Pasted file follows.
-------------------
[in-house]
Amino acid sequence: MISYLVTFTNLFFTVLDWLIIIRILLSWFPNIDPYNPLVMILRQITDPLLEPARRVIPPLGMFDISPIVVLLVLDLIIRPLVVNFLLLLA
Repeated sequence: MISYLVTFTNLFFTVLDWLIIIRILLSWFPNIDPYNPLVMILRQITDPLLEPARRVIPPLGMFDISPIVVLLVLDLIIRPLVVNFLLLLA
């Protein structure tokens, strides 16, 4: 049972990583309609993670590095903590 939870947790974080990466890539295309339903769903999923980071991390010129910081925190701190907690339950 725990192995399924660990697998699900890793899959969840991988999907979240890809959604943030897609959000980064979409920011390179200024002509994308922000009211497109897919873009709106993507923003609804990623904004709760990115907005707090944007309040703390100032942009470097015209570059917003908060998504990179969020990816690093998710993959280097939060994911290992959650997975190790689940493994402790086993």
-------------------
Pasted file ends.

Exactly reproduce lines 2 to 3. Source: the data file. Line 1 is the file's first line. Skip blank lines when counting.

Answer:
Amino acid sequence: MISYLVTFTNLFFTVLDWLIIIRILLSWFPNIDPYNPLVMILRQITDPLLEPARRVIPPLGMFDISPIVVLLVLDLIIRPLVVNFLLLLA
Repeated sequence: MISYLVTFTNLFFTVLDWLIIIRILLSWFPNIDPYNPLVMILRQITDPLLEPARRVIPPLGMFDISPIVVLLVLDLIIRPLVVNFLLLLA